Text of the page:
Trading cryptocurrencies can be a wild ride, and it is definitely not for the faint-hearted. There is no regulation, no protection, and no safety net, but for many, this is the appeal. However, what if there was a coin that had the best of both worlds: some stability and regulation but all of the technical advantages of the blockchain network?
The concept of a stablecoin is one that has real world value in either fiat or solid assets. The newest altcoin to the crypto scene to attempt this is Tether, which is pegged to the US dollar. The notion is that Tether could be used as a proxy for fiat on crypto exchanges. Unfortunately for the developers, it was compromised recently, leading to the loss of $30 million from a “malicious action by an external attacker.”
State-issued virtual coins pegged to their national currency would be one way to curb the rampaging volatility that crypto markets suffer, according to a Forbes report. The idea is that they would restore market confidence and bring more users into the ecosystem that would otherwise be fearful of these huge price fluctuations and unpredictability. It would appeal to governments more so as they can monitor transactions and curtail tax evasion and money laundering activities.
This largely goes against the ethos and appeal of cryptocurrency, which is decentralized and beyond the control of governments, central banks, and regulators. The fears are that the social costs of large-scale anonymous financial crimes would be too high and eliminating central banks could result in an economic global meltdown.
The Race Is On
State-issued cryptocurrencies could bridge the gap between bank-controlled fiat and fully anonymous digital assets and trading. Some countries are already on the way in creating and launching their own national virtual currencies. Russia is planning to launch its own CryptoRuble, and Sweden’s central bank is proposing the e-Krona. Likewise, China is working hard on creating its own national cryptocurrency in an effort to keep capital from leaving the country, and Kyrgyzstan is planning to launch a coin based on gold.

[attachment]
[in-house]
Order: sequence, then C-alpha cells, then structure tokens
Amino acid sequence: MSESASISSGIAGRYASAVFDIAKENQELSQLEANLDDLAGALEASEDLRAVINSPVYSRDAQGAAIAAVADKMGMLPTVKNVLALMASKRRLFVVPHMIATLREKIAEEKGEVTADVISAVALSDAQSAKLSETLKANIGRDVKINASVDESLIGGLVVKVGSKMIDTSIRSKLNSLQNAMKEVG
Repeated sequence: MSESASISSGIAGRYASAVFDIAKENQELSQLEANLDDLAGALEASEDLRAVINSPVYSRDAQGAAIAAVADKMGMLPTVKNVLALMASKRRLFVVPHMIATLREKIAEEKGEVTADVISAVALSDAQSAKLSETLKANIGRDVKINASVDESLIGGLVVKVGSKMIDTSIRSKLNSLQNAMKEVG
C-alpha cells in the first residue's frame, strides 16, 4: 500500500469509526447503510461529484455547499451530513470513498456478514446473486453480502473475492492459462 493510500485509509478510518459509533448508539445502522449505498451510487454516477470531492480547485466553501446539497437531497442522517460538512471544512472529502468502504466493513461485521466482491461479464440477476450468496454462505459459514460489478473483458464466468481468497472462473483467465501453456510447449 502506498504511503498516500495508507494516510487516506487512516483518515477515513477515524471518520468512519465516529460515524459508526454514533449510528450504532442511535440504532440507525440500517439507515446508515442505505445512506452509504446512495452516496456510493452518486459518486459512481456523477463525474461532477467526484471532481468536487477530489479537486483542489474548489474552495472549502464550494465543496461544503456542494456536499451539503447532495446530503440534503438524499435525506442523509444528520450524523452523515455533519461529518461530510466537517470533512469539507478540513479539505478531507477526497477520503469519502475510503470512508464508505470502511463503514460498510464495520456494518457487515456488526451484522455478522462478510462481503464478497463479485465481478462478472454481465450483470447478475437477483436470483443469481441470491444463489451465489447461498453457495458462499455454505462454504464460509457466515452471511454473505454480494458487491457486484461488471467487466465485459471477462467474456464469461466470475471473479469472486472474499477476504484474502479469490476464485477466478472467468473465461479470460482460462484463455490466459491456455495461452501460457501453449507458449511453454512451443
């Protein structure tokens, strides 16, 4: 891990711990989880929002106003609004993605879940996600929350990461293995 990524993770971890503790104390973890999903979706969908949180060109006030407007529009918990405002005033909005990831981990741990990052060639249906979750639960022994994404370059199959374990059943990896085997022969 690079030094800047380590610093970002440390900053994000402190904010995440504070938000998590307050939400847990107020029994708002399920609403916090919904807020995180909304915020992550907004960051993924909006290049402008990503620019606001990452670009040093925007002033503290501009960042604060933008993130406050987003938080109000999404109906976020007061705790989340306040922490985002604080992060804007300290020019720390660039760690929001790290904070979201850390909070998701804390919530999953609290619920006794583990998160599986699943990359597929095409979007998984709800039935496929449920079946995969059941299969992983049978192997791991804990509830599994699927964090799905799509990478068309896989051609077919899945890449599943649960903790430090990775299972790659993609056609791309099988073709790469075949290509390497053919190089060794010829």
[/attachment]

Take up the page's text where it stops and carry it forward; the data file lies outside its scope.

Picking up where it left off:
Singapore, which is also seeking its own digital currency, announced the launch of Project Ubin last year, a payment system prototype running on the Ethereum platform. It is aimed at enabling local inter-bank transactions using a tokenized Singaporean dollar, while South Korea and Japan have recently trialed systems running on Ripple’s XRP token, which is somewhere in-between.
Nations that are successful with their own stablecoin would be able to use the system in tandem with their existing financial institutions and other cryptocurrencies, without having to enforce harsh regulations and asphyxiate the innovation that the blockchain has brought to the table this year.
Will stablecoins ever take off or are they a threat to decentralization? Give us your opinions in the comments below.
Images courtesy of Bitcoinist archives and Wikimedia Commons.